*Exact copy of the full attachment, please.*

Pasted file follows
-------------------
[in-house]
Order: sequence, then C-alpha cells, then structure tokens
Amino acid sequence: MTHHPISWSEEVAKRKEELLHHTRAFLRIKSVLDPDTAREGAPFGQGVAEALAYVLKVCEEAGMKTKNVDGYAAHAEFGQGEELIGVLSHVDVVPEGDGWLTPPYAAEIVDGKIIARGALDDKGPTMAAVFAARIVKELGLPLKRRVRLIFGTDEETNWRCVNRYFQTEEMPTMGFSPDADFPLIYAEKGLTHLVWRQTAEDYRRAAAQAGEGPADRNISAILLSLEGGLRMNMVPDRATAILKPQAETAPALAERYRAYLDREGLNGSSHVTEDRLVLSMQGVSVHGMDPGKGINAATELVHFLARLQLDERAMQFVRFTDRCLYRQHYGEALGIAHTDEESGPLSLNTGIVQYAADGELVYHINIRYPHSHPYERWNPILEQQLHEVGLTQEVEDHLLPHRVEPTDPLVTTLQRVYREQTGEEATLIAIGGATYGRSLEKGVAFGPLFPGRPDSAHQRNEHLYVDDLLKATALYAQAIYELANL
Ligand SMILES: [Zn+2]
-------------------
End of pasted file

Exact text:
[in-house]
Order: sequence, then C-alpha cells, then structure tokens
Amino acid sequence: MTHHPISWSEEVAKRKEELLHHTRAFLRIKSVLDPDTAREGAPFGQGVAEALAYVLKVCEEAGMKTKNVDGYAAHAEFGQGEELIGVLSHVDVVPEGDGWLTPPYAAEIVDGKIIARGALDDKGPTMAAVFAARIVKELGLPLKRRVRLIFGTDEETNWRCVNRYFQTEEMPTMGFSPDADFPLIYAEKGLTHLVWRQTAEDYRRAAAQAGEGPADRNISAILLSLEGGLRMNMVPDRATAILKPQAETAPALAERYRAYLDREGLNGSSHVTEDRLVLSMQGVSVHGMDPGKGINAATELVHFLARLQLDERAMQFVRFTDRCLYRQHYGEALGIAHTDEESGPLSLNTGIVQYAADGELVYHINIRYPHSHPYERWNPILEQQLHEVGLTQEVEDHLLPHRVEPTDPLVTTLQRVYREQTGEEATLIAIGGATYGRSLEKGVAFGPLFPGRPDSAHQRNEHLYVDDLLKATALYAQAIYELANL
Ligand SMILES: [Zn+2]